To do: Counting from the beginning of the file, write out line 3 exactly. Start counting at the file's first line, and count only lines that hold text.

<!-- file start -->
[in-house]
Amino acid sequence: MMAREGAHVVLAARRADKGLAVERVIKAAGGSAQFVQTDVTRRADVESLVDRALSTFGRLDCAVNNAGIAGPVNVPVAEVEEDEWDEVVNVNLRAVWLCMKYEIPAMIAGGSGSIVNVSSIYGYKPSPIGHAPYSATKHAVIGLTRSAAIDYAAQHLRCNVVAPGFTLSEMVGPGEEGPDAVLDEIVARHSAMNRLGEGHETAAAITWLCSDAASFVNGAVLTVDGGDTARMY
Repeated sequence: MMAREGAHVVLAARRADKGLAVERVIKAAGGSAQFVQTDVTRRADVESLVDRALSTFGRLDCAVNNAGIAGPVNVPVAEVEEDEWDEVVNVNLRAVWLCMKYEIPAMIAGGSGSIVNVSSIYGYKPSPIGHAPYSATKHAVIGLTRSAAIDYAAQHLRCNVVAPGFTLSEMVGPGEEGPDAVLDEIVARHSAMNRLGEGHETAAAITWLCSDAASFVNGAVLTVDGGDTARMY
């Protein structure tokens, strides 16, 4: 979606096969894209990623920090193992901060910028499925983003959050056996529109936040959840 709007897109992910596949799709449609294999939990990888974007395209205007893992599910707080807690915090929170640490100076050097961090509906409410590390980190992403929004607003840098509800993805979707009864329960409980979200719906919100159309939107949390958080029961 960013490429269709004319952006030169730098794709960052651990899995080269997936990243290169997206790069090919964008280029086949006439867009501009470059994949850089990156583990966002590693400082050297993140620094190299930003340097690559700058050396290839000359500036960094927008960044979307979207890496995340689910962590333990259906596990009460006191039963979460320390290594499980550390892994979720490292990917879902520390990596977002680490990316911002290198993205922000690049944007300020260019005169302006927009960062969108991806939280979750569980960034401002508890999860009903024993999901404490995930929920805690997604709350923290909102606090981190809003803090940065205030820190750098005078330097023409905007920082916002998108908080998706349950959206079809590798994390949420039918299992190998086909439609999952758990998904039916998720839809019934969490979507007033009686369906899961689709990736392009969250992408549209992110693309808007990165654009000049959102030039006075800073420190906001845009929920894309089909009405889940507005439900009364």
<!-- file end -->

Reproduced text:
Repeated sequence: MMAREGAHVVLAARRADKGLAVERVIKAAGGSAQFVQTDVTRRADVESLVDRALSTFGRLDCAVNNAGIAGPVNVPVAEVEEDEWDEVVNVNLRAVWLCMKYEIPAMIAGGSGSIVNVSSIYGYKPSPIGHAPYSATKHAVIGLTRSAAIDYAAQHLRCNVVAPGFTLSEMVGPGEEGPDAVLDEIVARHSAMNRLGEGHETAAAITWLCSDAASFVNGAVLTVDGGDTARMY